>> date with the progress, explain some of the practical background, and open the
>> floor for comments, criticisms, suggestions, etc. I especially especially
>> solicit responses to the questions between "***".
>>
>> So far, most of the work has been with the basic dumbbell scenarios.
>>
>>
>> Note there are some ascii diagrams that require a fixed with font to be viewed
>> correctly.
>>
>>
>> 1. TMIX TRAFFIC
>>
>> 1.1 Background on the traffic traces:
>>
>> The test suite uses Tmix to replay traces of TCP connection arrivals and their
>> resulting origin-destination interatactions, including the amount of data for
>> each interaction. The Tmix traffic used in the scenarios is not symmetric and
>> not stationary.
>>
>> Some analysis of the traffic would be good to have as part of the suite, and is
>> being investigated.
>>
>>
>> 1.2 Background concerning scaling the traffic.
>>
>> To adjust the traffic load for the given scenarios, the connection arrival times
>> are scaled.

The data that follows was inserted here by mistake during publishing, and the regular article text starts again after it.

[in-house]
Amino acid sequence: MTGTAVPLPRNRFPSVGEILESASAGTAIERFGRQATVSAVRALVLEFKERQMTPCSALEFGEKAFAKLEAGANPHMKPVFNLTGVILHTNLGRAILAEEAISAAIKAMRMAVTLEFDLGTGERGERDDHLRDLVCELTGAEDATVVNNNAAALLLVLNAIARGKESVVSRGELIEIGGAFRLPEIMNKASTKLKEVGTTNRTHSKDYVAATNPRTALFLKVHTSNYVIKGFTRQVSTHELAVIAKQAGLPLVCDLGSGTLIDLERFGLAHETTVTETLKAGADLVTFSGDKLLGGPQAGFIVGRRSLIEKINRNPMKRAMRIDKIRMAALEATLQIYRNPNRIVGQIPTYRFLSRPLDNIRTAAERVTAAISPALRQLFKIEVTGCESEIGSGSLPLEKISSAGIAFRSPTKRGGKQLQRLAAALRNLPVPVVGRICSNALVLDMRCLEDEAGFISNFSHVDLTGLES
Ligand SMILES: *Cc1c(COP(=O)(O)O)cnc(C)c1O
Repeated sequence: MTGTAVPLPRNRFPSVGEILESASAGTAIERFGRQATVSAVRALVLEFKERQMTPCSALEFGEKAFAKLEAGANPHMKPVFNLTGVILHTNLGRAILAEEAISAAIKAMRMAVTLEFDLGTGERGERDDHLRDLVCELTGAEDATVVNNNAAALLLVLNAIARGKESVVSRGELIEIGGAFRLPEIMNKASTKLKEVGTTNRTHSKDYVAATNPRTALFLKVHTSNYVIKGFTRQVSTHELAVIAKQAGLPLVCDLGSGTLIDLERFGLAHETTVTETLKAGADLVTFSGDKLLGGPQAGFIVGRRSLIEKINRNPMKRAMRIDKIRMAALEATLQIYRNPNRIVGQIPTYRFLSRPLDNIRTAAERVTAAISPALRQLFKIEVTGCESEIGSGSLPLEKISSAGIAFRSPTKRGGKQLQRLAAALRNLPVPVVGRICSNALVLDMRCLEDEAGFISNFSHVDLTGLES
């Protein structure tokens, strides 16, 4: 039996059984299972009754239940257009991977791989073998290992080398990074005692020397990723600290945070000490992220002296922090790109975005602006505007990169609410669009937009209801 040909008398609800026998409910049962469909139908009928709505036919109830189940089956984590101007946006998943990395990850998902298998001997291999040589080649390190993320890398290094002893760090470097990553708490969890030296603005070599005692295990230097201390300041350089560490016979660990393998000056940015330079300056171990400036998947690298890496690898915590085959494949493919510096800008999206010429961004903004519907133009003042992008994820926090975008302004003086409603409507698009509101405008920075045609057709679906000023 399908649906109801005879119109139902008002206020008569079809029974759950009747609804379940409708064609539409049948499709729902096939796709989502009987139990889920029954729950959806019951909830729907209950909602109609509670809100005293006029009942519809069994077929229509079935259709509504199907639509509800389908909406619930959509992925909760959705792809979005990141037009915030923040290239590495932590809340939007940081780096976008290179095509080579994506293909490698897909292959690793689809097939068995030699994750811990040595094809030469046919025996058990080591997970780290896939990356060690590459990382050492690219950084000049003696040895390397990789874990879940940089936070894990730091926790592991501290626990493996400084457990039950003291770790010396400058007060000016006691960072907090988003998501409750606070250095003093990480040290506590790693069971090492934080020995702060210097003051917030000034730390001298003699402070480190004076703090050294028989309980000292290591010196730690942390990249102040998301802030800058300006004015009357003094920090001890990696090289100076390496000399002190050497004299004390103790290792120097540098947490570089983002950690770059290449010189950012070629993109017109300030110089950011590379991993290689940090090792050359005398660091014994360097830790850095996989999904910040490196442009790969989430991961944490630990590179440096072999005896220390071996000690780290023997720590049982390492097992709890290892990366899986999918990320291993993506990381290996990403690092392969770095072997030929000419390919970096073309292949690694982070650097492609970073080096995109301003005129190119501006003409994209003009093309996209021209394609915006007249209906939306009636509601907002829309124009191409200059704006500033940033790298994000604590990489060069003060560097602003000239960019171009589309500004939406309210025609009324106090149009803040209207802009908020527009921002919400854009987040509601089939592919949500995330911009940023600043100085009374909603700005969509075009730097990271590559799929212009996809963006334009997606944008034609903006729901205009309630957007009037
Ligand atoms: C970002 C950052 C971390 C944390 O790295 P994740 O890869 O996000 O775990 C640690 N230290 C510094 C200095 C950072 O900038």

>> Connections are started at:
>> 	          time = scale * connection_start_time
>>
>> The smaller the scale the higher (in general) the traffic.
>>
>> Note that changing the connection start times also changes the way the traffic
>> interacts, potentially changing the "clumping" of traffic bursts.
>>
>>
>> 1.3 Simulation start up
>>
>> Background:
>>
>> To accelerate the system start up, the system is "prefilled" to approximate a
>> "steady state" of congestion. All connections that would have started in time=0s
>> to time=prefill are started more closely together spaced over a MaxRTT period
>> before time=prefill.  The idea behind this is to lessen the time taken before
>> measurements can be taken. Measurements are begin after time=2*prefill
>>
>>
>> Fixed with font required.
>> eg.
>>                       <---->
>> 			MaxRTT
>> |--------------------|----|-------------------------|
>> t=0                       t=prefill                 t=2*prefill
>>                       ^
>>                       | start connections here.
>>
>>
>>
>> *** Does any one foresee problems with attempting to reduce the necessary